The various billionaires and Trusts pay to disrupt faith in Science, funding all kinds of bizarre stuff. They need to sow doubt among the public so that when they are taken to court the juries will not trust expert testimony. I suspect that they are the same helping to push the “Trans” activists.

    – If the money dried up, the Trolls would vanish.

    You can see that with the death of Jeffery Epstein.

    He was funding all those bizarre articles about “Transhumanism”. Once he died all of those articles stopped.

    BTW, “Hokum” is another way to say “nonsense”.

  5. I’m going to go full Godwin here; Would people in hindsight ban Mein Kampf? It gave Adolf a platform for his ideas, and was relatively widely read.

    I tend not to want to ban books, for all the obvious reasons, but some books require that they be thrown across the room and then be beaten with a baseball bat.

    The problem, as always, is that we don’t teach enough critical thinking and confrontation management skills.

    • And who decides what books require “that they be thrown across the room and then beaten with a baseball bat”? Do you have objective criteria to apply in making such decisions? Or perhaps just the subjective “I know it when I see it”.

      PG wrote that he is “reflexively opposed to banning books or any form of expressive speech on the basis of its content except for a small group of carefully-delimited topics.” I endorse this view. No matter how low your opinion may be of the intelligence of some, an adult should, with very few exceptions, have few things they cannot read or say.

      I also agree with Felix’s comments. I would observe that in this case things worked out beautifully. A company which took a cowardly and in my view immoral stance in giving in to a censorious minority reversed that decision in the face of justified criticism of that stance. Rational discussion and debate is nearly always the answer. Not de-platforming.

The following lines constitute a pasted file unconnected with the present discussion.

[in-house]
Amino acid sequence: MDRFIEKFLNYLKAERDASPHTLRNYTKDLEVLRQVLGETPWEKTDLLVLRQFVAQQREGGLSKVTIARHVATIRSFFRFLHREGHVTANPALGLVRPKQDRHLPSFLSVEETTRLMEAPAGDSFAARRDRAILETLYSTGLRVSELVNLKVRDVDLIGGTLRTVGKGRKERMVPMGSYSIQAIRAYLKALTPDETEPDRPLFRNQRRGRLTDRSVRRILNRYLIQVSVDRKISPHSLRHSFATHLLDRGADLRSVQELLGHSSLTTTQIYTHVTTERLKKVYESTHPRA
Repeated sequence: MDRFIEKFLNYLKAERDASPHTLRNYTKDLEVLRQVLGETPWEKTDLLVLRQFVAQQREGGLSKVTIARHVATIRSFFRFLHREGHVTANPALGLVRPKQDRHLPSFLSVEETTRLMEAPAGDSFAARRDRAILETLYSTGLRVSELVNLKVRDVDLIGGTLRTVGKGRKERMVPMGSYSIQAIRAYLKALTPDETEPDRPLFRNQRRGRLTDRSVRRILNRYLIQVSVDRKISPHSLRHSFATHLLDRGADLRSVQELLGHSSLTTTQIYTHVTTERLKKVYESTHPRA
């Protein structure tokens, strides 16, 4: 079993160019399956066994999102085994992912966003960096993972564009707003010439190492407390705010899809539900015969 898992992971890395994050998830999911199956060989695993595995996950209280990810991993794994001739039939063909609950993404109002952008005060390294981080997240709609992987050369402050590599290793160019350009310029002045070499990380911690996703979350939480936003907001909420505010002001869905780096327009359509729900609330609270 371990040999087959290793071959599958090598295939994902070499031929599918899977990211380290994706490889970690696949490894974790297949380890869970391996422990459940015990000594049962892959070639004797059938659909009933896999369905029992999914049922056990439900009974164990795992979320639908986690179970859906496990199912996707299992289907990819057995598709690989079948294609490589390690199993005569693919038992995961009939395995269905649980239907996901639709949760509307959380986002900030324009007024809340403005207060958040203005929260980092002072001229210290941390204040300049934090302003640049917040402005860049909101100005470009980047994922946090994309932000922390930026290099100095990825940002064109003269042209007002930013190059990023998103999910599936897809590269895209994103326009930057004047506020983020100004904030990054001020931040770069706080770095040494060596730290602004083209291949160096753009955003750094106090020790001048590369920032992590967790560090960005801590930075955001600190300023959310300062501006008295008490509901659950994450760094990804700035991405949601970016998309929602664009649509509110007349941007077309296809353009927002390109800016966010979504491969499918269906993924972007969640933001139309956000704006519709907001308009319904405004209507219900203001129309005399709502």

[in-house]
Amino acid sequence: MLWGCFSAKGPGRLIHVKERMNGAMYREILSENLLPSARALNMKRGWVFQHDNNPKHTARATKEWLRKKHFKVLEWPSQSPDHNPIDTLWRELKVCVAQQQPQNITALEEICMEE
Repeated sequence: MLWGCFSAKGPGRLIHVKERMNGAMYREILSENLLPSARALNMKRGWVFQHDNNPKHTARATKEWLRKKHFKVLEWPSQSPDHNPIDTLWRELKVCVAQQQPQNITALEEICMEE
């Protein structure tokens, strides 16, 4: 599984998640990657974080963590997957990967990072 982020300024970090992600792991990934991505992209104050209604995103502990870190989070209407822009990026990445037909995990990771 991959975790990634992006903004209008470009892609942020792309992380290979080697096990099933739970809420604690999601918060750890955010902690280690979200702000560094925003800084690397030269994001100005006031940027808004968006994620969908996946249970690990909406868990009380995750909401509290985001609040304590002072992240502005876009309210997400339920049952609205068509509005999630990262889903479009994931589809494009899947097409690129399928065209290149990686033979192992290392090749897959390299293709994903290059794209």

• If they’re allowed.
          The whole point of freedom of speech is to allow people to clearly state their position and know where they stand.
          A free market of ideas.
          Suppressing public expression is intended to enforce a particular orthodoxy by pretending it is absolute and beyond question, whatever the facts might be. Protectionism of thought.

          It isn’t particularly hard to see where that can lead if allowed to go unchallenged, right? As story fodder, if nothing else… 😉

          • Sorry, but it appears that my comment has elicited responses out of all proportion to its intent.

            Free speech is dependent freedom, but there are always those who exploit the edge case rules forex, inciting violence when other options are available.

            The devil is always in the detail. I hope that provides some clarity about my position?

            • I understood you to say that individuals should be free to decide for themselves. I agree.

              I thought I was pointing out that it is that freedom to decide that is under attack by a tiny but vocal minority that feels entitled to control what enters the public space. Absent confrontation, that right to decide disappears.

              “All that is necessary for the triumph of evil is that good men do nothing.” (Edmund Burke)

              • I apologize for being testy, but the comment was in response to feeling nagged to justify myself.

                However, that said my answer was partly disingenuous because only people can throw books across the room and choose to beat them with a baseball bat.

                So, free speech allows people to say whatever they damn well want, but if they say they want to kill you is that still acceptable under free speech?

                I have neither the wit not the wherewithal to suggest a workable solution. Therefore my answer is, I don’t know.

                But there again, I’m content to live in an imperfect world where the only constant is change.

                • The boundaries were settled long ago.
                  Speech is speech and deeds are deeds; with rare exceptions (words that directly lead to action) speech is free.

                  And yes, saying somebody should be killed is allowable. Saying *you* will kill somebody is also allowed but depending on who you threaten you might have to explain yourself to law enforcement.